Buildings to Strengthen Facade Inspection Process

Image Credit: NYC DOB.

Safety sweep of 1,331 facades found that 220 needed additional pedestrian protections. On December 30, 2019, the Department of Buildings Commissioner, Melanie E. La Rocca, announced enhancements to Buildings’ existing facade inspection process. Buildings will double its existing facade inspection team by hiring twelve new staff positions to the unit, including eleven inspectors. The current staff includes eleven facade inspectors, eleven administrative support staff, and six technical staff.

The expansion comes after a tragic incident in December 2019 where a woman, Erica Trishman, was killed by a falling piece of a building facade in Midtown. After the December 17th tragedy, Buildings conducted a sweep of every facade it had previously identified as requiring repair work or with an “unsafe” Facade Inspection and Safety Program (FISP) designation. The sweep was built upon Buildings’ overall efforts to hold building owners accountable.

Within thirty hours, Buildings inspectors visited all 1,331 buildings included in this enforcement sweep to determine if they required additional pedestrian protections. Inspectors found that 220 of those buildings lacked proper protection and will receive Class 1 violations which will require the owners to put up protective measures.

Buildings will implement tougher policies with respect to facade inspections. All buildings higher than six stories will now face the possibility of proactive Buildings safety compliance reviews. Pursuant to Local Law 11 of 1998, twenty-five percent of these buildings will be randomly selected to receive these safety reviews. If a building is found to have an unsafe facade, or ones with defects requiring remedial repairs, the building owner will face potential enforcement action and will receive proactive re-inspections from Buildings to ensure any required pedestrian safety measures are properly installed and maintained.

Buildings will conduct follow-up inspections within 60 days of every Class 1 violation issued to ensure that required public protection measures have been properly installed. If such a building owner fails to implement required public safety measures as ordered in an initial facade violation, City contractors will perform the work at the owner’s expense.

Further, Buildings facade inspectors will conduct follow-up field inspections 90 days after the issuance of the initial Class 1 facade violation, to ensure that the public protection measures are properly maintained, and that repair work has commenced to remediate any unsafe conditions. Subsequently, Buildings will conduct additional field inspections every 90 days to ensure further compliance with Buildings’ orders. The new process will strengthen Buildings’ ability to ensure that property owners are taking the required action to make their buildings safe.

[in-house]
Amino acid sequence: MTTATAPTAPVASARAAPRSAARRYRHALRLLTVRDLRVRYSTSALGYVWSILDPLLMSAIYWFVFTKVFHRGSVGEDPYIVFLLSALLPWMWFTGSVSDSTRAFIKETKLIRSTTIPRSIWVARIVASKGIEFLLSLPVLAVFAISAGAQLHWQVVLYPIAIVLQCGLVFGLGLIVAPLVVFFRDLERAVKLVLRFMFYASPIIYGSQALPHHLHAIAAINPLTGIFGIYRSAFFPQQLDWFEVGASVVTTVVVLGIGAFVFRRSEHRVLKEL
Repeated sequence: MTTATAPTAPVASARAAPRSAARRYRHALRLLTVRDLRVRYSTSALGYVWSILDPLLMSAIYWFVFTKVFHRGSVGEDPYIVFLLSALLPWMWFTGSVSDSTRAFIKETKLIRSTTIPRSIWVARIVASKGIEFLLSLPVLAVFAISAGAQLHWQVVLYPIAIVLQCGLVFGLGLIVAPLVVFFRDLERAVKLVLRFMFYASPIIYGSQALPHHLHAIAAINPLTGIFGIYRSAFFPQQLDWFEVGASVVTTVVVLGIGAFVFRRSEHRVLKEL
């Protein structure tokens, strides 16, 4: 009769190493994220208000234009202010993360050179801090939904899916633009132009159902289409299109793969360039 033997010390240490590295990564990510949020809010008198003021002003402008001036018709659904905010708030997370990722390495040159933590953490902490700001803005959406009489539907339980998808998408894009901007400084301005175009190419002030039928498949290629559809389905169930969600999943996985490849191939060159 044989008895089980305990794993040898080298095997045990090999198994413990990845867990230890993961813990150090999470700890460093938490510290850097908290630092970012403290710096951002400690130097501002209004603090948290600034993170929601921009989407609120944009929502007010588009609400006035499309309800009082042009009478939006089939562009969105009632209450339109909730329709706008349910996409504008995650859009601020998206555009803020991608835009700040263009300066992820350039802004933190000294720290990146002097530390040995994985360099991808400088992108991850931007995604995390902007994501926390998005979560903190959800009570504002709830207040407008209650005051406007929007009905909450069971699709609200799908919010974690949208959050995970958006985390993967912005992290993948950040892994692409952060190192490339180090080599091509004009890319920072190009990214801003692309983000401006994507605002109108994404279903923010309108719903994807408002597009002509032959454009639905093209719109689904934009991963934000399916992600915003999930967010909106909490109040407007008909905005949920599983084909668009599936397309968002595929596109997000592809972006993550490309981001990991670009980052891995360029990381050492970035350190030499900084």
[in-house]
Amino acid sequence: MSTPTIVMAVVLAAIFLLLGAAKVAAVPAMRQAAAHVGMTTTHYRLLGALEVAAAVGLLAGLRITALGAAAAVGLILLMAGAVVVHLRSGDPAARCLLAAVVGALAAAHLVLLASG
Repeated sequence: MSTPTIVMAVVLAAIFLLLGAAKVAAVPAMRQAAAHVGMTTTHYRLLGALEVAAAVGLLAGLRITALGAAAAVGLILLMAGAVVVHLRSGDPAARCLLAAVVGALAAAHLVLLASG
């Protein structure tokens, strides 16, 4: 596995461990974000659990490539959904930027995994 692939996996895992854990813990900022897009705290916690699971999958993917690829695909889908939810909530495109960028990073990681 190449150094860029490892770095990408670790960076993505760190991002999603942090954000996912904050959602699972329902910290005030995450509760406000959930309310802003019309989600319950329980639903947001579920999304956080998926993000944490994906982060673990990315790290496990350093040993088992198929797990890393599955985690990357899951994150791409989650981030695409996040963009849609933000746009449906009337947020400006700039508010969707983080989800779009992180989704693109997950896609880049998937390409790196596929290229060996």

Additionally, Buildings is updating the Facade Inspection and Safety Program by enhancing its requirements for periodic exterior wall inspections and repairs performed by property owners. The update includes additional experience requirements for facade inspectors hired by property owners. Building owners must also post and maintain the building facade status in the building’s lobby in a similar manner to elevator certificates. Further, the update adds a new requirement for more hands-on inspections of facades fronting public rights-of-way and greatly increases penalties for failure to make repairs to unsafe facade conditions.

Commissioner La Rocca stated, “In the wake of this tragedy, we are doubling-down on the proven tools at our disposal. New Yorkers should know that we are out in force holding owners feet to the fire, so they get repair work done as quickly as possible while still protecting the public. With our enhanced inspection protocols and expanded staff, owners who choose to skirt their obligations will face swift consequences.”

Council Member Robert E. Cornegy, Jr., Chair of the Council Committee on Housing and Buildings, stated, “In addition to thoroughly investigating the events leading up to Erica Tishman’s death, we need to make sure our city is using the most up to date inspection protocols to ensure that building facades are not posing a danger to the public. We also need to be able to deploy every tool at our disposal to keep New Yorkers safe, and that includes using new methods such as aerial drone inspections, thermal imaging cameras, and other new innovative technologies. We need to be sure our City’s building managers, experts, and inspectors have the latitude to make use of tools already use in outside the City. As we continue to investigate this tragic incident, DOB’s proposed facade rule changes will contribute to a new way forward in bolstering the safety for New Yorkers. Let that be part of how we honor Erica Tishman’s life.”


By: Laine Vitkevich (Laine is a CityLaw Intern and New York Law School Student, Class of 2020)


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